Newspaper article Charleston Gazette Mail

Bought Milk? the Dairy Industry Might Owe You Money

Newspaper article Charleston Gazette Mail

Bought Milk? the Dairy Industry Might Owe You Money

Article excerpt

The dairy industry called it "herd retirement," a pleasant phrase, summoning up images of old cows relaxing in a pasture somewhere in Wisconsin, their productive years behind them after a lifetime of service to a grateful milk, ice cream and yogurt-loving nation. But it meant something else entirely, according to a class- action lawsuit. The cows were neither old or unproductive. Indeed, that was the problem. They were capable of producing plenty of milk at a time of glut, thereby bringing down the price of dairy products for consumers.

And the "retirement the industry had in mind for them was what most people call slaughter.

Over the course of seven years - in a scheme to hike up prices for milk products - dairy producers conspired to slaughter more than 500,000 young cows, the nationwide class-action lawsuit alleged.

The antitrust lawsuit accused dairy cooperatives - groups of farmers who serve as middlemen between farmers and dairy processors - of coming up with a scheme to limit the production of raw milk by paying farmers to prematurely kill off cows, otherwise known as price fixing, which is illegal.

Studies indicate that the "herd retirement program" led by Cooperatives Working Together - worked. From 2004 to 2008, milk producers' prices rose 66 per hundredweight of milk. By the end of the program in 2010, it was responsible for a cumulative increase in milk price revenue of $9.55 billion, the class action lawsuit claimed.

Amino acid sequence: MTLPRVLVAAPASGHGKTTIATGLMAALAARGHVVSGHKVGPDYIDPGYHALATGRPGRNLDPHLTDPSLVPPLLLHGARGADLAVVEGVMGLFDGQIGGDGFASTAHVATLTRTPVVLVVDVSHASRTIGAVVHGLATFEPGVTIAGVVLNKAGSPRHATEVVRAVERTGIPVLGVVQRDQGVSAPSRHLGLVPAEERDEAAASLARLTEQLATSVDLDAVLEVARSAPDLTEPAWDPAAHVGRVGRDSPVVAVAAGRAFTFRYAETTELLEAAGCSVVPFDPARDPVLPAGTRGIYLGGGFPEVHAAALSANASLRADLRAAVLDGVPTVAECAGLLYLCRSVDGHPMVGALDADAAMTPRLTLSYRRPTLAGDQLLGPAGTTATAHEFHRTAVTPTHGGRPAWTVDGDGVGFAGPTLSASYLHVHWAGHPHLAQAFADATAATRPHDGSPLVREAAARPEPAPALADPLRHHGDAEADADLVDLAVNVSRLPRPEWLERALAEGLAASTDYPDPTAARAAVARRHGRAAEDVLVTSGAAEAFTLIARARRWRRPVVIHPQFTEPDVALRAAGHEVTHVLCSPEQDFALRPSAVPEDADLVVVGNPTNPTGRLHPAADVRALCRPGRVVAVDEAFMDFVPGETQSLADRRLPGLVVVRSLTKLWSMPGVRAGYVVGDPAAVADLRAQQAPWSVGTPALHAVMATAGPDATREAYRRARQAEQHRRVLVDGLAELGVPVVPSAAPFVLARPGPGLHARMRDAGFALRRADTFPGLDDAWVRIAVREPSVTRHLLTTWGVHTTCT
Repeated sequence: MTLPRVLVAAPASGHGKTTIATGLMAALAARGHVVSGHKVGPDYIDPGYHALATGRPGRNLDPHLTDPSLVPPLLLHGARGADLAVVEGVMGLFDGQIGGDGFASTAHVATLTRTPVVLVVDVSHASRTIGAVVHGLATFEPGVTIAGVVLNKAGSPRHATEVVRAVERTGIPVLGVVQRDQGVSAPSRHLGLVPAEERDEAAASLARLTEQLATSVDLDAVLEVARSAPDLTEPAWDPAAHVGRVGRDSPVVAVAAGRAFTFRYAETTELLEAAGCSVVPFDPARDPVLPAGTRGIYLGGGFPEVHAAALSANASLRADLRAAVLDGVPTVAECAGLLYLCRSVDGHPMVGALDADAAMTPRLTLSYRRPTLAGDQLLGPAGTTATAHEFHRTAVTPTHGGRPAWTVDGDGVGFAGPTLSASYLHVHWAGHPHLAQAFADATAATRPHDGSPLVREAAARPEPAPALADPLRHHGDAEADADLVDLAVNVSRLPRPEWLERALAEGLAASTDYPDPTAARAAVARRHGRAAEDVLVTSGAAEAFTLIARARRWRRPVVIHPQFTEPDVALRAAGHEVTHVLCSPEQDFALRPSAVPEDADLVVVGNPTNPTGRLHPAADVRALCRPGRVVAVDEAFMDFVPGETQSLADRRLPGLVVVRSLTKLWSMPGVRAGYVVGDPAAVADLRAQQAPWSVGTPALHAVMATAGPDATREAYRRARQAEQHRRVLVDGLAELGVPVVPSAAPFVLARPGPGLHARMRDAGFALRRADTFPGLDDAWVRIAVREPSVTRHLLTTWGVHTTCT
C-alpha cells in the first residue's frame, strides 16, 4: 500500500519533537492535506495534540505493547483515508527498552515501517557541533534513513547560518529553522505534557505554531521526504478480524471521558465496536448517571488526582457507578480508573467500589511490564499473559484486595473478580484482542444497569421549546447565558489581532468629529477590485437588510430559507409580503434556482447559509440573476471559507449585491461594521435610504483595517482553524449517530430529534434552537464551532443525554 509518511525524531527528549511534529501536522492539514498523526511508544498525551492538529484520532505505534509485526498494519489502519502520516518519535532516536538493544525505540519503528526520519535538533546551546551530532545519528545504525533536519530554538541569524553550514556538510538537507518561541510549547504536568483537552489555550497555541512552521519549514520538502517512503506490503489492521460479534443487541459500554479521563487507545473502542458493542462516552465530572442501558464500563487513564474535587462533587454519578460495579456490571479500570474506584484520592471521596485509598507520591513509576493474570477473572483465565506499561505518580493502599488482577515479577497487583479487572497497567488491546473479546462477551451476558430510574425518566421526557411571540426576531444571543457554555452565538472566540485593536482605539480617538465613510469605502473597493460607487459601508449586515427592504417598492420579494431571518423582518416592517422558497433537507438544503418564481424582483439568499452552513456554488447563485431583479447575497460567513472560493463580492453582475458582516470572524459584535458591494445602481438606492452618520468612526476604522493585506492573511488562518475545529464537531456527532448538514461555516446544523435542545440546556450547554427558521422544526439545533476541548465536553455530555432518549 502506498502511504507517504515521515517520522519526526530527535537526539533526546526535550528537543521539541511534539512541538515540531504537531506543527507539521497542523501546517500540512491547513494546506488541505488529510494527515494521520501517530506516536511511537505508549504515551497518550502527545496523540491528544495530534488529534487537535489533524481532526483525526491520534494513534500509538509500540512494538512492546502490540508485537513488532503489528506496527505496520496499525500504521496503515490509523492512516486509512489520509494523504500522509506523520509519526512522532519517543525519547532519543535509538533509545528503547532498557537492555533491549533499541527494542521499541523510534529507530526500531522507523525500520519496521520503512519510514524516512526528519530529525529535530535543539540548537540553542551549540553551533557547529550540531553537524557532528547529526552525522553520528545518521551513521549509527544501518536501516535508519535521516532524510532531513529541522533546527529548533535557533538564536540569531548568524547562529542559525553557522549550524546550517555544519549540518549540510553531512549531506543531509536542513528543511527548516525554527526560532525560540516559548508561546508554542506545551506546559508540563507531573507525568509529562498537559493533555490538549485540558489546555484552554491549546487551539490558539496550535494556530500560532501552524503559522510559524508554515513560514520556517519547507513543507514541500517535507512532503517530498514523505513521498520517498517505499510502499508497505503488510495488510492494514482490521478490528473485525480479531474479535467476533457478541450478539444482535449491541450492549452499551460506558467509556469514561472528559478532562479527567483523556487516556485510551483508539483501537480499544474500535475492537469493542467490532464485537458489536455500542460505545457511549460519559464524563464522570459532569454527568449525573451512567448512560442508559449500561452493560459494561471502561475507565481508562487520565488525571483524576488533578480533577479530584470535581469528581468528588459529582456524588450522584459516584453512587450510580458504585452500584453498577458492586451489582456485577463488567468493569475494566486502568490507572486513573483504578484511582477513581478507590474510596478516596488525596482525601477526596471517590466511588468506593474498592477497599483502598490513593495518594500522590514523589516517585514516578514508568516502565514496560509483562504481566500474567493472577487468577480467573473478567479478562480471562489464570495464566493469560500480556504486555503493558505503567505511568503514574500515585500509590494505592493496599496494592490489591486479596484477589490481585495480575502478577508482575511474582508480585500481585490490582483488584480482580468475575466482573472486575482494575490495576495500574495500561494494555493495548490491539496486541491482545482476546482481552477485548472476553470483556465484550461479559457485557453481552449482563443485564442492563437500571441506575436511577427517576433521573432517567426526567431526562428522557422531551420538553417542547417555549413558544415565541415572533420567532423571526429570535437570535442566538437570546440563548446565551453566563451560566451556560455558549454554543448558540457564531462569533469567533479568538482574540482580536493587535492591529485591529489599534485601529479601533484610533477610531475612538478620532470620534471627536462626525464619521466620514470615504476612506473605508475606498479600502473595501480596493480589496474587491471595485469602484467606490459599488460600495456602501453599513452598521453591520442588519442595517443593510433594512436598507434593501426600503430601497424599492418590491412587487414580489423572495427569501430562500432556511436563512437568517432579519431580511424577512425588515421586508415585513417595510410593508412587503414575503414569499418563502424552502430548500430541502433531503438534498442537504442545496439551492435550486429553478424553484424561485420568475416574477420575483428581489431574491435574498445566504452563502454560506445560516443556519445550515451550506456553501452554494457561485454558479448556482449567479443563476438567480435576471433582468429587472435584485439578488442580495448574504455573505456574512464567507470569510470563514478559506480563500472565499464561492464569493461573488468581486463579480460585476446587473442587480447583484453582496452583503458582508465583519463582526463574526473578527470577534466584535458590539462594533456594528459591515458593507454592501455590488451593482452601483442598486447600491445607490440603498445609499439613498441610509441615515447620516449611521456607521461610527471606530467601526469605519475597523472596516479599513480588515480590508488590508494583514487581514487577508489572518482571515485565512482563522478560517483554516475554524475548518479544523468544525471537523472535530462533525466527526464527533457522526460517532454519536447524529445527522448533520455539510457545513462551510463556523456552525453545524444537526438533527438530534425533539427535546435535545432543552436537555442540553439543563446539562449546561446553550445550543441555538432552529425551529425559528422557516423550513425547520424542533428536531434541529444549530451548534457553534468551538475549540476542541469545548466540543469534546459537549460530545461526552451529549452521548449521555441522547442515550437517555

On Aug. 25, a group of the nation's largest dairy producers agreed to pay $52 million to settle the lawsuit with no admission of wrongdoing.

And as part of the settlement, millions of milk consumers in 15 states and the District of Columbia could be eligible to claim cash.

But they need to act fast.

Until January 31, anyone who purchased milk or other fresh milk products, such as yogurt, cream cheese or sour cream, for their own use while living in Arizona, California, the District of Columbia, Kansas, Massachusetts, Michigan, Missouri, Nebraska, Nevada, New Hampshire, Oregon, South Dakota, Tennessee, Vermont, West Virginia, or Wisconsin between 2003 and the present can submit a claim to receive a portion of the settlement.

Those entitled must have purchased the milk through a grocery store or other indirect retailer - not through the dairy producers themselves. The milk products also may not have been used for resale. However, consumers don't need proof of purchase or residency to submit a claim. …

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